Nature Genetics | Year: 2015

Mycobacterium tuberculosis strains of the Beijing lineage are globally distributed and are associated with the massive spread of multidrug-resistant (MDR) tuberculosis in Eurasia. Here we reconstructed the biogeographical structure and evolutionary history of this lineage by genetic analysis of 4,987 isolates from 99 countries and whole-genome sequencing of 110 representative isolates. We show that this lineage initially originated in the Far East, from where it radiated worldwide in several waves. We detected successive increases in population size for this pathogen over the last 200 years, practically coinciding with the Industrial Revolution, the First World War and HIV epidemics. Two MDR clones of this lineage started to spread throughout central Asia and Russia concomitantly with the collapse of the public health system in the former Soviet Union. Mutations identified in genes putatively under positive selection and associated with virulence might have favored the expansion of the most successful branches of the lineage. © 2015 Nature Publishing Group, a division of Macmillan Publishers Limited. All Rights Reserved.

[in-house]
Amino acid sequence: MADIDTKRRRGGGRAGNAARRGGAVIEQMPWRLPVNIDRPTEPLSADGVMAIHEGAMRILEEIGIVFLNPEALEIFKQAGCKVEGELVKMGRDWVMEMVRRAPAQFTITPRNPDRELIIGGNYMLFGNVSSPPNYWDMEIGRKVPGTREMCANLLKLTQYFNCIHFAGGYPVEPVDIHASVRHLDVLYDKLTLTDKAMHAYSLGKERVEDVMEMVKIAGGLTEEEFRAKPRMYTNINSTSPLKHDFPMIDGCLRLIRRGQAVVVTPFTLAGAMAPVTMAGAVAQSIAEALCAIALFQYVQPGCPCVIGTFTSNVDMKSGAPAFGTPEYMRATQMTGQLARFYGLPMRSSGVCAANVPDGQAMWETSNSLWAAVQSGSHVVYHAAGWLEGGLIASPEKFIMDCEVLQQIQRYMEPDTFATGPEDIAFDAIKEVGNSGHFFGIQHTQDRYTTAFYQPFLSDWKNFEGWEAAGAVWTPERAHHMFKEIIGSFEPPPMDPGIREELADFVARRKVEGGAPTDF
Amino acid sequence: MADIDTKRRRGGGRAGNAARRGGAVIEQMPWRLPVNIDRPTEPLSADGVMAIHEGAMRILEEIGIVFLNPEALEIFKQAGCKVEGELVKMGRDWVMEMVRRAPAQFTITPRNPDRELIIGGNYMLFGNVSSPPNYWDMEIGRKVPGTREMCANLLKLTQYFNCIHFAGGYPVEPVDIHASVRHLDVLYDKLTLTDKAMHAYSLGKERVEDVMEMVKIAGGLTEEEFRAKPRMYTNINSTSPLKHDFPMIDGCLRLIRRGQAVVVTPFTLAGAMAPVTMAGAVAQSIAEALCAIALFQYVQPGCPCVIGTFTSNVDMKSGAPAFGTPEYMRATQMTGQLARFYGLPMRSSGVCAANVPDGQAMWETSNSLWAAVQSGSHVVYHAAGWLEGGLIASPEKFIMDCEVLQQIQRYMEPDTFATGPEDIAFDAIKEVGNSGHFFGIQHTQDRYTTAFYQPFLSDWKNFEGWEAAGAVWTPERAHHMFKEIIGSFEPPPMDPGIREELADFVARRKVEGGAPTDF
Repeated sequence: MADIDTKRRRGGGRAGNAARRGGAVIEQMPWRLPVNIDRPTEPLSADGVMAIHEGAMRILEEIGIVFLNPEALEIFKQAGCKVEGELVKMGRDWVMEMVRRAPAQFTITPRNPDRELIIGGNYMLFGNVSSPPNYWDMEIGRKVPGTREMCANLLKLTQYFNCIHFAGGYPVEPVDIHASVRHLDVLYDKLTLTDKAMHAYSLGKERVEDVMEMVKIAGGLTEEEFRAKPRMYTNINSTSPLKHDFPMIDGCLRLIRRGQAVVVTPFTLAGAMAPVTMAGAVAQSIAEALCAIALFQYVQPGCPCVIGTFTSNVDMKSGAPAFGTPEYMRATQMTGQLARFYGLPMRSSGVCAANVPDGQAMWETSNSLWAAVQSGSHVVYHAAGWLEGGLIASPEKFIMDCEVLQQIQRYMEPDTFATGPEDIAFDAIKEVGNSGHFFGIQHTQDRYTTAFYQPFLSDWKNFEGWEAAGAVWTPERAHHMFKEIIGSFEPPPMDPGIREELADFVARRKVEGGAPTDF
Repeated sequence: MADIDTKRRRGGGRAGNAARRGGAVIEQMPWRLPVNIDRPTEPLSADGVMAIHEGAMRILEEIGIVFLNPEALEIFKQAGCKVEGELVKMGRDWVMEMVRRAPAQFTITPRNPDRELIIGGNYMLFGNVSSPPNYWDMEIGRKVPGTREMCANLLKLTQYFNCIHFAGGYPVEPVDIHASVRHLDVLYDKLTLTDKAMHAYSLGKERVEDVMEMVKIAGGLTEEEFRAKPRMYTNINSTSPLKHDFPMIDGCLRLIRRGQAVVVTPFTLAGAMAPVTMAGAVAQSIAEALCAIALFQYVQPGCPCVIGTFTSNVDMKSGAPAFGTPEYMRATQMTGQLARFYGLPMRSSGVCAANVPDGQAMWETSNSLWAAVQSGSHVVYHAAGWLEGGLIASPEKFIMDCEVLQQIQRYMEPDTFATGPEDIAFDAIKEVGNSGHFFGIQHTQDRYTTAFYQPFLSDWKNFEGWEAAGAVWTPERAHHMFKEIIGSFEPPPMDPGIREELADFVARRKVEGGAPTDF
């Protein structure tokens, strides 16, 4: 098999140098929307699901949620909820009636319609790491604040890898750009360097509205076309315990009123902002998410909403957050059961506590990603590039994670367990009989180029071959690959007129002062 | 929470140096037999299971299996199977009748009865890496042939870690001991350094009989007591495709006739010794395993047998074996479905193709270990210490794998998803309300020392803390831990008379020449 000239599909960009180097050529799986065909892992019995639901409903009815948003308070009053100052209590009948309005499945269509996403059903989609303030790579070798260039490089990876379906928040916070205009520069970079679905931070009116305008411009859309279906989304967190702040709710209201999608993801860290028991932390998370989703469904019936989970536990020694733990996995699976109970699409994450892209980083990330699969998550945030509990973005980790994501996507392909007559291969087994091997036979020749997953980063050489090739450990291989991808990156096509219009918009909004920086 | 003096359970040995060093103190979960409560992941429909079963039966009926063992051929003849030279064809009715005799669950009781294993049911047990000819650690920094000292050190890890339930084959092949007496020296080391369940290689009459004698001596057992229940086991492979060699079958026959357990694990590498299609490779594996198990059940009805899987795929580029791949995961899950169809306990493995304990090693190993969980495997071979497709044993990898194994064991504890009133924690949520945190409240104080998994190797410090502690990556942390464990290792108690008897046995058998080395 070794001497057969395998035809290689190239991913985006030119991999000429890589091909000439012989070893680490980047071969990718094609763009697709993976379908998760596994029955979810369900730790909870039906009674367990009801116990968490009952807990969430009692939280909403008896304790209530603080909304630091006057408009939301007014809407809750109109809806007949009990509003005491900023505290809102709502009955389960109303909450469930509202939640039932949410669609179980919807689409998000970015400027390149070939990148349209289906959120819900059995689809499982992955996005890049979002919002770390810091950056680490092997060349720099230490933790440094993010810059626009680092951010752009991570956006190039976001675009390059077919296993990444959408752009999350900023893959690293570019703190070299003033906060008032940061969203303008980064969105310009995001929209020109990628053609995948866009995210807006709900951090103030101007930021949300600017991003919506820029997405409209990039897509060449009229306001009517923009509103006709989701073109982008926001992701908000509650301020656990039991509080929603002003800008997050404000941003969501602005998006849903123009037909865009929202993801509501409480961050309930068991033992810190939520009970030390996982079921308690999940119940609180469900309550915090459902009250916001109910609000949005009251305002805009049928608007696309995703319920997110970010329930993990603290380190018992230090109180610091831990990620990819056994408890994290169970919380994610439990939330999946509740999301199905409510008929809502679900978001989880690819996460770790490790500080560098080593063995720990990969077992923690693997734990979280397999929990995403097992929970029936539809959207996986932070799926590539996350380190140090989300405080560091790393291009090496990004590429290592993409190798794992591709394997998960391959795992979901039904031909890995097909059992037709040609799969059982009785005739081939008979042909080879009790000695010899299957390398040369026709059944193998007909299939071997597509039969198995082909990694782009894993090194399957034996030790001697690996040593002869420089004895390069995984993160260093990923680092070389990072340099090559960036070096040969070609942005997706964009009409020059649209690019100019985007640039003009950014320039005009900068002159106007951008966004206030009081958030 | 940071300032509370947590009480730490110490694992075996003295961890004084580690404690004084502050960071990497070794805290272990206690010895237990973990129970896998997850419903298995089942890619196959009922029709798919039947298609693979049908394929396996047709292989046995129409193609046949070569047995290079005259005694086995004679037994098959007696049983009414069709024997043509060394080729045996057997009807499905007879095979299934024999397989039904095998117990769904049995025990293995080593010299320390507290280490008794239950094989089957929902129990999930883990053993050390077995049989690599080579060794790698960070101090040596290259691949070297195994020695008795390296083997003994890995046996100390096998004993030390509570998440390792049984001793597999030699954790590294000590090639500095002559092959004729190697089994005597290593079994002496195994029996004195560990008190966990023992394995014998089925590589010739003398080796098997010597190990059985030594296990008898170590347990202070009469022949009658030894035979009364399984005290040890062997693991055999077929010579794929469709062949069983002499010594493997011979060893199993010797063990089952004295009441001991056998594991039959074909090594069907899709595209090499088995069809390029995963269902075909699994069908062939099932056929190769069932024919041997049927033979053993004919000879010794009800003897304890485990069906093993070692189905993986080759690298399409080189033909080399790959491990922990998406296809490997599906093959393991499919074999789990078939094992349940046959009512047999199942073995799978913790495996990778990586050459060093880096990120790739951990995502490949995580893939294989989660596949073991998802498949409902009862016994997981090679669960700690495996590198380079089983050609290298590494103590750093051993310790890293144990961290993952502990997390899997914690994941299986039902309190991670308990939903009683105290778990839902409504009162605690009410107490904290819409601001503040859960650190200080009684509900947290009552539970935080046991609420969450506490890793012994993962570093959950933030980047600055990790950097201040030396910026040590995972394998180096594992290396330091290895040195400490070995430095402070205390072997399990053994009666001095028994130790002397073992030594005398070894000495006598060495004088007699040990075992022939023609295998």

Poruk K.E.,Sloan Kettering Cancer Center | Valero V.,III
Annals of Surgery | Year: 2016